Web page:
How to Use Your Credit Card to Boost Your Family’s Credit Score
- First-generation Americans and many people of color often have little or no credit.
- This is due, among other things, to the bias of the credit scoring system.
- But adding a family member as an authorized user to an account in good standing can change things.
We were in the middle of brunch and started talking about credit scores when my client told me she had never checked hers and didn’t even think she had one.
She was 26 and didn’t have a credit card or student loan, so we braced ourselves for a low or none
“Oh!” she said, surprised.
She had a credit score of over 800 and that indicated she had a credit history of over 30 years.
My client immediately called her mother. Turns out her mom added her as an authorized user on an old credit card when my client was 16 and never told her. The credit card was in good standing, had a low balance, and had an older credit history than my client.
I helped her apply for her own credit card that day.
Black and Latino Americans have lower credit scores on average, preventing them from building wealth
Not all of our customers’ credit stories at Brunch & Budget start out like this, especially our customers of color. While the modern credit scoring system has only been around since 1989, access to credit has become another huge hurdle for Black and Latinx Americans.
According to a 2021 study by the Urban Institute, the average credit score of white borrowers is 725, more than 100 points higher than black borrowers, who have an average credit score of 612. Latinx borrowers have an average rating of 661 (note that “the study did not include Asian Americans, Pacific Islanders, and other racial and ethnic communities due to the small number of ZIP codes in which a majority of residents identified as these groups”).
This means black and Latino borrowers have less access to credit cards, car loans, mortgages and other debt products. Lower credit scores mean higher interest rates when able to qualify for these loans.
Lenders aren’t the only places that check your credit.
companies charge up to 91% more premiums to people with low credit scores. Utility companies, cell phone companies, and banks often use credit scores to determine whether they will jump you through additional hoops to use their services or deny you altogether.
Many of my clients are #FirstGenKids, which means they could be the first generation in their family to have a credit score in the first place, or to have a “good” credit score. Communities of color tend to have more borrowers with credit scores below 620, the rating considered “subprime” for lenders. Nearly 1 in 2 borrowers (45%) in majority black communities have credit scores below 620, compared to 1 in 5 borrowers (18%) in majority white communities.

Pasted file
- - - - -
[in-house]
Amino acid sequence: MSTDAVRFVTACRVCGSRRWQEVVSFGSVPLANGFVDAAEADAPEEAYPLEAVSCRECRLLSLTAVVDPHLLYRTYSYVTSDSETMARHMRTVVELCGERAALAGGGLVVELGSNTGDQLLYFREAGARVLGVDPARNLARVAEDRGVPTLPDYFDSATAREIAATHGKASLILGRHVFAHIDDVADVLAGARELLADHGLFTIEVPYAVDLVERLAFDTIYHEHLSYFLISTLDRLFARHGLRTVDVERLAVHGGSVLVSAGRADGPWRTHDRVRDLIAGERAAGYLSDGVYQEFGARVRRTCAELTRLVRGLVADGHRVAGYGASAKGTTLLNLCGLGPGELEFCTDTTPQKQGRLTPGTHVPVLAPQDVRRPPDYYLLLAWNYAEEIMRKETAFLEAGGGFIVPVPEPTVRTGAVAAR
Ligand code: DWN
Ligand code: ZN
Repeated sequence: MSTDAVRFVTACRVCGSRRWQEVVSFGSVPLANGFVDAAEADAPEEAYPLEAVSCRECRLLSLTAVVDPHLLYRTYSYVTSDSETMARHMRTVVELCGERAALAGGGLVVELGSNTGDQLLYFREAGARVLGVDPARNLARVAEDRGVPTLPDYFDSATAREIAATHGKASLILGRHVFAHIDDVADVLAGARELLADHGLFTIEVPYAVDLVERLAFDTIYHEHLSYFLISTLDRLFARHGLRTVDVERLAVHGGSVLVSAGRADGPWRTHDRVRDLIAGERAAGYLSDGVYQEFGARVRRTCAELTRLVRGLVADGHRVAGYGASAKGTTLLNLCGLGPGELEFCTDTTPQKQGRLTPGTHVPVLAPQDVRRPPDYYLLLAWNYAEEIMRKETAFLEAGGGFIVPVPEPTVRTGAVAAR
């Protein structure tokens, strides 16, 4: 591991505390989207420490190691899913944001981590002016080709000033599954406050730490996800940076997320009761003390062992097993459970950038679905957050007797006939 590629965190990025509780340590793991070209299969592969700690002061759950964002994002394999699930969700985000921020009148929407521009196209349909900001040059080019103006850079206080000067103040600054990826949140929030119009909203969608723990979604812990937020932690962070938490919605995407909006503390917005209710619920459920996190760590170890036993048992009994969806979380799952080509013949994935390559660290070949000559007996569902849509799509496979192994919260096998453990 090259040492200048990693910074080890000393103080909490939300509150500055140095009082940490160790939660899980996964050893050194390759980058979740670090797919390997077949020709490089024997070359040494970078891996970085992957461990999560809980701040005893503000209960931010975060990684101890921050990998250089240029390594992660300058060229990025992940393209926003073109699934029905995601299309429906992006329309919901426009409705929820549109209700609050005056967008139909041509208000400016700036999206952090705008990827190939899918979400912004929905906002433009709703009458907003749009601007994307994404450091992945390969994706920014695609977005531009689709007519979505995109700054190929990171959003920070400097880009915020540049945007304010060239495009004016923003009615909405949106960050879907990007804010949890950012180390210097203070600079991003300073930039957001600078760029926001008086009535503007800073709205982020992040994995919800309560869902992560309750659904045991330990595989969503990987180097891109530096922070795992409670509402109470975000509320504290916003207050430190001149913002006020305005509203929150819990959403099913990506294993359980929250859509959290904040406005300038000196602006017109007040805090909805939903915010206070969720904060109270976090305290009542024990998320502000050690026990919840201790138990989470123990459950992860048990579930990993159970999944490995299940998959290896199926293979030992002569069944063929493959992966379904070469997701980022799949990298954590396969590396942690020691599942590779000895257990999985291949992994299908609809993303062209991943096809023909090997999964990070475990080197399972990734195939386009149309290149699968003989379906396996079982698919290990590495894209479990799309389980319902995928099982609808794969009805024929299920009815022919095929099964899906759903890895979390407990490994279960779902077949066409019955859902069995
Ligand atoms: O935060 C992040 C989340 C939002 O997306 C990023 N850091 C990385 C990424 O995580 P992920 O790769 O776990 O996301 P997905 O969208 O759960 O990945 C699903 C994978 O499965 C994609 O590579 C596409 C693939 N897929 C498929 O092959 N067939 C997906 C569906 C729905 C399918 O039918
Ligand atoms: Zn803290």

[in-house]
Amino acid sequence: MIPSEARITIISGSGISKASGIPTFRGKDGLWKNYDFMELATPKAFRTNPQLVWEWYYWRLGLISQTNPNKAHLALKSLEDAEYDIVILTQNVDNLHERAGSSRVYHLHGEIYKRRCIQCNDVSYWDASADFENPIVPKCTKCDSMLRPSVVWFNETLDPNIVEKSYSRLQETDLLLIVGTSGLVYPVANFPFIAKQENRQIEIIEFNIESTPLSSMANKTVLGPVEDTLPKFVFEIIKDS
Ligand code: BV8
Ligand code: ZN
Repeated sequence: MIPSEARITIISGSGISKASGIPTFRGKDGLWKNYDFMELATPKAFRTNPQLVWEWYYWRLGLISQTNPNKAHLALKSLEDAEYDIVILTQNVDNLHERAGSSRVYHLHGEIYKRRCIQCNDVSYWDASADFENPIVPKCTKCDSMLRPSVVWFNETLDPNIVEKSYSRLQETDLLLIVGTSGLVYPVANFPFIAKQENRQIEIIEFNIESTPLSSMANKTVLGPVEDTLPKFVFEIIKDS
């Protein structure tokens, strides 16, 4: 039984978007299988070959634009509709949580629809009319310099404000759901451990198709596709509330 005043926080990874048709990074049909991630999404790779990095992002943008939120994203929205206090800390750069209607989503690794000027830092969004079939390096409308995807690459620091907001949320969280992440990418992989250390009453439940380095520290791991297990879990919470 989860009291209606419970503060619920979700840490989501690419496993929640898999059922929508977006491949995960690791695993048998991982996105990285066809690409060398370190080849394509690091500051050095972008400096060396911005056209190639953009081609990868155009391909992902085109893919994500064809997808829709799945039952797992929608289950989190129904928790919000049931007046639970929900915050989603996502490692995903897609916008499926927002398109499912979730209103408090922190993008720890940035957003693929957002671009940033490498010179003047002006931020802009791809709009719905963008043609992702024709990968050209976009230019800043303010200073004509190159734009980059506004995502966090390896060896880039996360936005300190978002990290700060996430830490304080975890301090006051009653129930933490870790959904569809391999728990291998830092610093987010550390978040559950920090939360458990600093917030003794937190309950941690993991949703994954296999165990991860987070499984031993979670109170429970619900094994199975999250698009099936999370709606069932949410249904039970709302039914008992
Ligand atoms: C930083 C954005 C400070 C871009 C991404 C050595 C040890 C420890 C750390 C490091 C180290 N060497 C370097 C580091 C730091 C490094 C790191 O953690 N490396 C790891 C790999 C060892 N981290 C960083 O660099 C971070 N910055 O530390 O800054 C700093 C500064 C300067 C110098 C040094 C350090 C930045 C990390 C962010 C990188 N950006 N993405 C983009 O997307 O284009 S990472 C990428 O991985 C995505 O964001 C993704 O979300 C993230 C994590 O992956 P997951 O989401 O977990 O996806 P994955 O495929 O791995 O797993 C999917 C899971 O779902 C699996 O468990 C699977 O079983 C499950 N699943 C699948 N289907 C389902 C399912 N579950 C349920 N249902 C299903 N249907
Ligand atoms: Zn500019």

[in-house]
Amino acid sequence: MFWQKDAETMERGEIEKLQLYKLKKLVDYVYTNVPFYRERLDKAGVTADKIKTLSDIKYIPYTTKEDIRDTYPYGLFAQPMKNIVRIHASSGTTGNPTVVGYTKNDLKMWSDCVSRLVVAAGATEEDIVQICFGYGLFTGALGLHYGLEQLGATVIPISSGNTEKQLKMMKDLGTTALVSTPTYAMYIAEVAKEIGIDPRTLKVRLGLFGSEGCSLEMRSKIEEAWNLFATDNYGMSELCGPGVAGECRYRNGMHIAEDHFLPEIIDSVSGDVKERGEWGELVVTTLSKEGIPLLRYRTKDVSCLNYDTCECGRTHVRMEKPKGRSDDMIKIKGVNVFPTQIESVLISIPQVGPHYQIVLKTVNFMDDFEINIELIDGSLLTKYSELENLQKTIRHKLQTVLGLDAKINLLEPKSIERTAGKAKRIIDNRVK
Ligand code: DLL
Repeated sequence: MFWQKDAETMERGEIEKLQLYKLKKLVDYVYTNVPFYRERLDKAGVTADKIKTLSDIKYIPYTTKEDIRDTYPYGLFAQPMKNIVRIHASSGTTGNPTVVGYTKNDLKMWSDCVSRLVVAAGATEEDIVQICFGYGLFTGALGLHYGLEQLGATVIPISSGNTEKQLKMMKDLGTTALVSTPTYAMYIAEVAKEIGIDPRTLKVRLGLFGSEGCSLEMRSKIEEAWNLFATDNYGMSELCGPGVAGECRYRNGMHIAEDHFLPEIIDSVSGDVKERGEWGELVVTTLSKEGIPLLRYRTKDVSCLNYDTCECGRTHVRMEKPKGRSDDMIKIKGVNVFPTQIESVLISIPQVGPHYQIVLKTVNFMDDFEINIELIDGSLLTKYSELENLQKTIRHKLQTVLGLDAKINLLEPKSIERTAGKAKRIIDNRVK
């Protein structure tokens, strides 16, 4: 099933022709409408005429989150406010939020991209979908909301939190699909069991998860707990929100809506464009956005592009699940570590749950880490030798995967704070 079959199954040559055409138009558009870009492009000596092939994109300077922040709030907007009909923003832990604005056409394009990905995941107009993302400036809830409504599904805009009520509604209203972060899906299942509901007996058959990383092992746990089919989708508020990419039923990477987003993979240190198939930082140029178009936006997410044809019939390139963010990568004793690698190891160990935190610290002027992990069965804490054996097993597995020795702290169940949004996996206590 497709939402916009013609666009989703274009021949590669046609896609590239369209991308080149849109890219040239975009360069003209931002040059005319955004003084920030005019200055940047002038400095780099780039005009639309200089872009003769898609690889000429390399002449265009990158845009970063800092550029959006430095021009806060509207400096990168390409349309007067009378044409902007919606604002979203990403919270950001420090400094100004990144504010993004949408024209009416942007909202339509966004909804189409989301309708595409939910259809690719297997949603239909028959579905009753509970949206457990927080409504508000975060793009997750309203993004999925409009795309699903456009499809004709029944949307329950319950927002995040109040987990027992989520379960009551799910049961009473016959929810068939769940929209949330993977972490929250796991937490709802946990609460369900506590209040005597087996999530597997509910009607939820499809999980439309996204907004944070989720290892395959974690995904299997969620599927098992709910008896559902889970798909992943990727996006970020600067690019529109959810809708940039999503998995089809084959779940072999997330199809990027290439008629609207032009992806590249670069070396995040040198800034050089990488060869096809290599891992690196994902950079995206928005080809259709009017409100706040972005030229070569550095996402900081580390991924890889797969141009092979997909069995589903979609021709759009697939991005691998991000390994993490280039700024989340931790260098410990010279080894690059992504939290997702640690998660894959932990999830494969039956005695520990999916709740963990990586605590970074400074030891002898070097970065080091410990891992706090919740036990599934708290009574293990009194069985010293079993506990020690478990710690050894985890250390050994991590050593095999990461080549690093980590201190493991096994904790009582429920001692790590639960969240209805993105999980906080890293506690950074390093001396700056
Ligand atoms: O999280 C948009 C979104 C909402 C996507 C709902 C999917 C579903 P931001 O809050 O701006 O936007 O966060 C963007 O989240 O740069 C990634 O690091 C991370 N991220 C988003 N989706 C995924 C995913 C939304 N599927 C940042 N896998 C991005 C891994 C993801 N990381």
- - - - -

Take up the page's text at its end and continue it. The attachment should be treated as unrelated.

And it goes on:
Adding a family member as an authorized user can open up opportunities to build wealth
Brunch with my client above was when I first learned how powerful the Authorized User could be. We often recommend our clients of color to find ways to use the authorized user strategy to increase the credit rating of their whole family.
An authorized user is someone added to a primary cardholder’s account. The Authorized User technically receives a credit card and can make purchases on the card, but has no obligation to pay the balance. It’s your risk as the primary cardholder, but you don’t have to give the card to the authorized user or even mention that they have been added. Clients have used this strategy to obtain credit for their loved ones and family members for the first time or to help them rebuild their credit.
If you are added as an authorized user on a credit card, all card activity is now reported on your credit report and calculated as part of your credit score. The downside for the Authorized User is that if the primary cardholder misses a payment or increases the balance, it will also negatively affect the Authorized User’s credit score.
You can add anyone as an authorized user and most major credit card companies have no limit on the number of authorized users you can add. Although there is no legal age limit for adding someone as an authorized user, most credit card companies have their own age limit policies. American Express, for example, requires your child to be at least 13 years old.
If that sounds intimidating, I understand. For this strategy to work, you must have a good credit rating and ensure that the card you use remains in good standing. The weight of this responsibility may seem heavy.
On the other hand, imagine being able to leverage your access to credit to boost your partner’s credit score to qualify for a mortgage, give a credit score to your cousin who just moved into the country or start building your child’s credit at an early age. 13. Wealth is not just about assets, it’s about access.
The credit system, like most financial systems, is intentionally designed to confuse, frustrate, fear, and embarrass you and your family. It’s not for us, but we can do it for us. If generational wealth starts with you, use this simple strategy to give your family better access to the credit system so you can all thrive.